Memo to the next government: here are your reform priorities - Grattan Institute

The 2022 federal election comes at crucial moment.

Rebuilding after the pandemic will require bold reforms. And the problems we had before the pandemic haven’t gone away either.

The new government, whether Coalition or Labor, will face a shopping list of problems to solve, from issues thrown into focus by the pandemic (failures in aged care, holes in our social safety net) to problems that remain unsolved from before the pandemic (stagnant income growth, low productivity growth, unaffordable housing, falling educational results).

Governments that try to do too much all at once risk achieving very little of consequence.

Big reforms are difficult because they take time to design, advocate, legislate and implement. Without prioritisation there is a real risk that only easy but trivial reforms will succeed.

The new federal government should adopt a framework that weights both the value of each reform and its practical ‘‘doability’’. It should give highest priority to the reforms that are of high value and can be feasibly achieved by the federal government.

The value of a reform measures how much the policy change improves people’s lives: a boost to incomes, better health, a cleaner environment, increased opportunities for disadvantaged groups or improved functioning of government.

The ‘‘doability’’ of a reform relates to the cost it imposes on government in terms of time, energy, and political capital. Practical complexities can make a reform less doable, especially if the co-­operation of state governments is required.

Barriers such as strong public opposition or a high budgetary cost can be overcome but require strong political will and a solid evidence base. The new government should prioritise reforms that are more valuable and more doable. It should devote resources – public service time, ministerial attention, money and political capital – to make sure they happen.

Reforms that are less valuable but more doable are easy wins. The government should put just enough resources into making them happen. Reforms that are more valuable but less doable should be sent for review, to gather the evidence, work through problems in implementation, and build public support.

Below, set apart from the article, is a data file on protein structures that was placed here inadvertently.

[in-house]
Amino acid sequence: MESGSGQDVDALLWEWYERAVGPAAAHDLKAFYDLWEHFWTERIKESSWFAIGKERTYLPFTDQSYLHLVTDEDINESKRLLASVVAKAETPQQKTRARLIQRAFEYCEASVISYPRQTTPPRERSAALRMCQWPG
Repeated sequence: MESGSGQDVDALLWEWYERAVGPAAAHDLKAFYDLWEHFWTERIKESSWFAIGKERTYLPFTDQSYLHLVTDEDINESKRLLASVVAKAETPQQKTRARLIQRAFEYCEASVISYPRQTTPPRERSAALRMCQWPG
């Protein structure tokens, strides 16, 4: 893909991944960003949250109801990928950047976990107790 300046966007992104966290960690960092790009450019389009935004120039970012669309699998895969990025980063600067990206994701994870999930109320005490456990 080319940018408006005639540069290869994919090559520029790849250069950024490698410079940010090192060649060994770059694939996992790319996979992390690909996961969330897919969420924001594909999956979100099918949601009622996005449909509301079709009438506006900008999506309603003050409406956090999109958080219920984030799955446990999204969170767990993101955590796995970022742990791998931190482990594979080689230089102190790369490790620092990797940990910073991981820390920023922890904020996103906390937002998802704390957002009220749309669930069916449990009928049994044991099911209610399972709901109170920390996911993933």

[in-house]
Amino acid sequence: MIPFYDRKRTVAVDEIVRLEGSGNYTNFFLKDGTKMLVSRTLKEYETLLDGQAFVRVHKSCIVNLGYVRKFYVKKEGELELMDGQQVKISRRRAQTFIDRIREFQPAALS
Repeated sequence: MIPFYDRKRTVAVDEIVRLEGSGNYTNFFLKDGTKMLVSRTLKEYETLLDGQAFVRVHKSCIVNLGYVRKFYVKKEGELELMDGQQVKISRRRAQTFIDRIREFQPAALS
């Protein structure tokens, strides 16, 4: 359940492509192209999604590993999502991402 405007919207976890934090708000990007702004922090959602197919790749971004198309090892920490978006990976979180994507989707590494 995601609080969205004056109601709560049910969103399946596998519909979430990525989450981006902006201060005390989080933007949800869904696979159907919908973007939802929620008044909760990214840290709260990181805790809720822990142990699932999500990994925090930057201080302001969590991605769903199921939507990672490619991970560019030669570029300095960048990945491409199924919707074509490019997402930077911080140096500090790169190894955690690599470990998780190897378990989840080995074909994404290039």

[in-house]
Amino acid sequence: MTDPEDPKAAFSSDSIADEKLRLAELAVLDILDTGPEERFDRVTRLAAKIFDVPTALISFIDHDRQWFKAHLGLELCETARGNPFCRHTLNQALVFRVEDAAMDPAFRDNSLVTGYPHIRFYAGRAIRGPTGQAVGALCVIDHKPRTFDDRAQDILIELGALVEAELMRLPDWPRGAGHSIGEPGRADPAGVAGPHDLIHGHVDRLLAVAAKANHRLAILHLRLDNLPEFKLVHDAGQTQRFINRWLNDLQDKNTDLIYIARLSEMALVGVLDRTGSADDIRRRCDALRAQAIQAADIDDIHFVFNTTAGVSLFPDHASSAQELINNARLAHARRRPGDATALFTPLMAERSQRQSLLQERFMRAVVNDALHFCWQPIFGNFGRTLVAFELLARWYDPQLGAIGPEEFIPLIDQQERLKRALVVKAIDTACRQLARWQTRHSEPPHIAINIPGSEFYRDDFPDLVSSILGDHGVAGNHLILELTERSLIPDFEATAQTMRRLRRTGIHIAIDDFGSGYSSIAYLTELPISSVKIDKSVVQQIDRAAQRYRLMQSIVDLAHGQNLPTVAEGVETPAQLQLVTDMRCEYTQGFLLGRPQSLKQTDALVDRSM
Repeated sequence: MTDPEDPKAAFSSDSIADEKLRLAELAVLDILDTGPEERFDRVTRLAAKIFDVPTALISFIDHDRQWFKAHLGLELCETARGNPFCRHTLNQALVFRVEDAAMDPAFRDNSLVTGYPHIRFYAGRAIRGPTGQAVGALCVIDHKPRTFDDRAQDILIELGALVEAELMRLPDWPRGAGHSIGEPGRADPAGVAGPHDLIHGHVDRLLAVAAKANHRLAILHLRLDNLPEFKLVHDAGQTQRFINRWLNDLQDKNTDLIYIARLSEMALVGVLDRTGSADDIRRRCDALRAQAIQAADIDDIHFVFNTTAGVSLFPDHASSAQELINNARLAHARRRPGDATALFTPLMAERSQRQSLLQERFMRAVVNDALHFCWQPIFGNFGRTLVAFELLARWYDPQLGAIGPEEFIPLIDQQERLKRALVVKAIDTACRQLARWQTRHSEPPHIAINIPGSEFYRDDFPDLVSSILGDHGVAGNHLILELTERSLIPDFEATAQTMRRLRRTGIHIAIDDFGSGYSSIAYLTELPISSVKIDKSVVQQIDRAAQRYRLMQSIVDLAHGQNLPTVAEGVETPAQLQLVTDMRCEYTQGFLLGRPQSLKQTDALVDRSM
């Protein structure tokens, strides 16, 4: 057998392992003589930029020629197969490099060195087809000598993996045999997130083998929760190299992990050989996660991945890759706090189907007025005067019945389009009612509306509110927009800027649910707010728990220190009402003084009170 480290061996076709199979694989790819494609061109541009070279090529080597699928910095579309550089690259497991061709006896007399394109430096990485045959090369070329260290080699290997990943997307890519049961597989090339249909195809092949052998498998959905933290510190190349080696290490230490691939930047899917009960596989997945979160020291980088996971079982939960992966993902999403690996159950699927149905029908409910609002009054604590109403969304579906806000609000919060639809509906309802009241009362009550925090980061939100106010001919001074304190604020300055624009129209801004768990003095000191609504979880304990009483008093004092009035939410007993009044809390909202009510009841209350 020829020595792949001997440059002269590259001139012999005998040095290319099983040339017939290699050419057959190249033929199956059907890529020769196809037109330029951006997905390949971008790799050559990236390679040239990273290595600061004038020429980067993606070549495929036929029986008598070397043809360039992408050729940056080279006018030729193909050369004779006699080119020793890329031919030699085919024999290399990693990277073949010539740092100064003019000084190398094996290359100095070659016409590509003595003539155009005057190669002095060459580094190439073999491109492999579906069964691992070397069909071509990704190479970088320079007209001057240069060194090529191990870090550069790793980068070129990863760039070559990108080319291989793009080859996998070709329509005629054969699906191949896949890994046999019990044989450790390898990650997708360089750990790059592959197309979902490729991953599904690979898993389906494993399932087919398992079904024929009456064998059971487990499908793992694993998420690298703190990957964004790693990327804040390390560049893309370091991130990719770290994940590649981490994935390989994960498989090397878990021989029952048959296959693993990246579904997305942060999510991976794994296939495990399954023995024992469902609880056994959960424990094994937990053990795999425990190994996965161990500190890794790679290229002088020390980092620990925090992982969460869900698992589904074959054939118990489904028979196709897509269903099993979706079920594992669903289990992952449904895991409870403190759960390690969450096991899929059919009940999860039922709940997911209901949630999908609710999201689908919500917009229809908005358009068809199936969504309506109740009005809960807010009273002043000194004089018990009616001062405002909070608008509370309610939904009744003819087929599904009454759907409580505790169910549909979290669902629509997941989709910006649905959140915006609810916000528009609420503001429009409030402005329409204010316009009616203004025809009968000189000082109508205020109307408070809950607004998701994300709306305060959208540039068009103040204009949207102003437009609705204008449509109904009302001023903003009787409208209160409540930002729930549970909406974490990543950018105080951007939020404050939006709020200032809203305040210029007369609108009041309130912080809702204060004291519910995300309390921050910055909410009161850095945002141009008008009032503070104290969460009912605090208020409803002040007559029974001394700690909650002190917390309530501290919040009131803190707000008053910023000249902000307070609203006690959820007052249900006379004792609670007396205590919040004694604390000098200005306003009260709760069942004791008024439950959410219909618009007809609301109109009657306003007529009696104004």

Finally, reforms that are less valuable and involve some complexity on delivery should be delegated: left to an individual minister, department or agency. And these reforms could be sacrificed if they interfere with priority reforms.

Grattan Institute’s Orange Book 2022 identifies policy priorities for the incoming federal government.

Firstly, economic policy. Childcare should be made cheaper, to encourage parents and especially mothers to return to the paid workforce. Supporting the states to swap stamp duty for land tax is also a high priority. The Stage 3 income tax cuts should be funded by winding back tax concessions that are not meeting their economic aims – the capital gains tax discount, negative gearing and super tax concessions. Australia’s permanent skilled migration program should better target younger, higher-skilled workers. JobSeeker should be increased by at least $75 a week.

And to support economic recovery, the new government should continue to provide temporary fiscal support until the economy’s health is secured and wages are growing.

To help tackle the scourges of poverty and homelessness, Commonwealth Rent Assistance should be boosted by at least 40 per cent and more social housing should be built.

The new government must also fix the climate-policy gridlock. It should collaborate with industry to build on our comparative advantages in renewable energy and critical minerals, and target emissions-reduction policies across the economy.

The federal government should fund only nationally significant transport infrastructure, avoiding projects that are poor value for money. It should impose an emissions ceiling for light vehicles, as the most efficient way for the transport sector to do its share of emission reduction.

To help deal with the continuing Covid-19 crisis, the new government should remove the cap on hospital funding to the states and plan an ongoing, long-term Covid-19 vaccination program.

To address aged care workforce needs, the imminent Fair Work Commission determination on wages for aged-care workers must be quickly incorporated into funding. In education, the federal government should focus on boosting the evidence base for reforms and improving initial teacher education.

The incoming government should freeze compulsory superannuation at 10 per cent of wages, and curb super tax breaks. It should create a ‘‘best in show’’ shortlist of up to 10 super funds, to help curb excessive super fees.

To help revive Australians’ trust in their political system, the incoming government should establish a Commonwealth Integrity Commission with teeth. And it should cap expenditure on political advertising during election campaigns.

Decades of policy gridlock in Australia mean there is much to be done. But if the winner of the 2022 federal election gives priority to the right reforms, Australians should be able to look forward to higher living standards and a fairer, more optimistic nation.

Owain Emslie

Senior Associate
Owain Emslie is a Senior Associate at Grattan Institute. He has worked in the Transport and Cities, Household Finances, School Education, and Budget and Governance programs. He has co-authored reports on transport infrastructure procurement, female workforce participation, retirement incomes, and measuring student progress.

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